Large Coastal SharksGulf of MexicoApril 15, 2006 11:30 p.m. local time222.8 mt dw (491,185 lb dw)
South AtlanticJanuary 1, 2006March 15, 2006 11:30 p.m. local time141.3 mt dw (311,510 lb dw)
North AtlanticApril 30, 2006 11:30 p.m. local time5.3 mt dw (11,684 lb dw)
Small Coastal SharksGulf of Mexico14.8 mt dw (32,628 lb dw)
South AtlanticJanuary 1, 2006To be determined, as necessary284.6 mt dw (627,429 lb dw)
North Atlantic18.7 mt dw (41,226 lb dw)
Blue sharksNo regional quotas91 mt dw (200,619 lb dw)
Porbeagle sharksJanuary 1, 2006To be determined, as necessary30.7 mt dw (67,681 lb dw)
Pelagic sharks other than blue or porbeagle162.7 mt dw (358,688 lb dw)

Response to Comments

Comments on the October 6, 2005, proposed rule (70 FR 58366) received during the public comment period are summarized below, together with NMFS' responses.

Comment 1: NMFS should stop all commercial shark fishing and should not use catch data from the commercial shark fishing industry to establish population numbers.

Response: NMFS established a rebuilding plan for LCS in 2003 to stop overfishing and address the overfished status of the LCS complex, thus ensuring a sustainable harvest of LCS consistent with the Magnuson-Stevens Act. SCS, other than finetooth sharks, and pelagic sharks are not overfished and overfishing is not occurring. Finetooth shark overfishing is being addressed in the Draft Consolidated HMS FMP. NMFS relies on a number of both fishery dependent and independent data sources, including landings information from fishermen and dealers, in conducting stock assessments and establishing commercial quotas. NMFS does not believe that stopping all commercial shark fishing is warranted. Thus, stopping all commercial fishing could, needlessly, force out of business a number of businesses, including fishermen, processors, suppliers, and dealers and could, again needlessly, adversely affect a number of communities, including recreational fishing communities, would be adversely affected. The Magnuson-Stevens Act requires that NMFS maximize the economic benefit of all fishery resources. This includes the harvest of Atlantic sharks, for which there has been a management plan in place since the early 1990's.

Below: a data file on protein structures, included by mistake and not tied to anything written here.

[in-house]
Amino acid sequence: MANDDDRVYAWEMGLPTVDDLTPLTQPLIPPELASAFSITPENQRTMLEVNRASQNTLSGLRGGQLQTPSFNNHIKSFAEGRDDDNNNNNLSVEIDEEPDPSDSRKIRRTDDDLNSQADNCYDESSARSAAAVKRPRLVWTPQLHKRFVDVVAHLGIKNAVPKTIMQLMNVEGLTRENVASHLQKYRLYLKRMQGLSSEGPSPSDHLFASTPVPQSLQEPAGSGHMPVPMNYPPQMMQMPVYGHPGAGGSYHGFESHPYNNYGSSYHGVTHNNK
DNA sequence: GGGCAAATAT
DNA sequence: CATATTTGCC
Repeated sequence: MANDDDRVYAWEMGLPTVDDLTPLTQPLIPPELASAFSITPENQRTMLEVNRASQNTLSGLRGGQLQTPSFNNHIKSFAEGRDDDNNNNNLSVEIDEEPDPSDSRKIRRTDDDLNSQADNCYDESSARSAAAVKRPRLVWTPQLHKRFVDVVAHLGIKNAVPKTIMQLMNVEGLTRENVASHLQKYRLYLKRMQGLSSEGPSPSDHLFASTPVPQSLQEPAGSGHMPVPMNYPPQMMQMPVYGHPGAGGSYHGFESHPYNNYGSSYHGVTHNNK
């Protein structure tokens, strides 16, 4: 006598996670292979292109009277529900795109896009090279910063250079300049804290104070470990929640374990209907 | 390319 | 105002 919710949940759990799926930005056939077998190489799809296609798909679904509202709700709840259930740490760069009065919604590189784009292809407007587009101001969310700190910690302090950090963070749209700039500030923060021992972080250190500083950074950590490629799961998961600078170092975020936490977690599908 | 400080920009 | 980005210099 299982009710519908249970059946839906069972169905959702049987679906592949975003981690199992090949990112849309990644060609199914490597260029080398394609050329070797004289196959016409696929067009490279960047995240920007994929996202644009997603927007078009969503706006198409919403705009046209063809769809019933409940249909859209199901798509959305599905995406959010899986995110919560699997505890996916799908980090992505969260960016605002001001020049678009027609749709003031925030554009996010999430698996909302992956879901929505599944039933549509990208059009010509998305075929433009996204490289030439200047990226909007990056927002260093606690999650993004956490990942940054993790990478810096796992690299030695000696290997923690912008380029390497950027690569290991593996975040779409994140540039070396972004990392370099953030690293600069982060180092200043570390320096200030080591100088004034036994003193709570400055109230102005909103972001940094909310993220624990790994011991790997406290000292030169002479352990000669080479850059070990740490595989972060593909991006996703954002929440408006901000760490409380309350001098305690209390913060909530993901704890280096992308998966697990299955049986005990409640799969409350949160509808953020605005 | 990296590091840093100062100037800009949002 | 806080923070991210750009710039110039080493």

Comment 2: NMFS should reduce shark harvests until the fishery has stabilized.

Response: The current rebuilding plan implemented in 2003, reduced the LCS quotas to 1,017 mt dw, thus ensuring a sustainable fishery and viability of Atlantic shark populations in compliance with the requirements of the Magnuson-Stevens Act and other domestic laws. NMFS believes that the current harvest levels are appropriate and is currently conducting a stock assessment for LCS. If necessary, NMFS will adjust the LCS quota based on the results of the stock assessment and any other relevant information.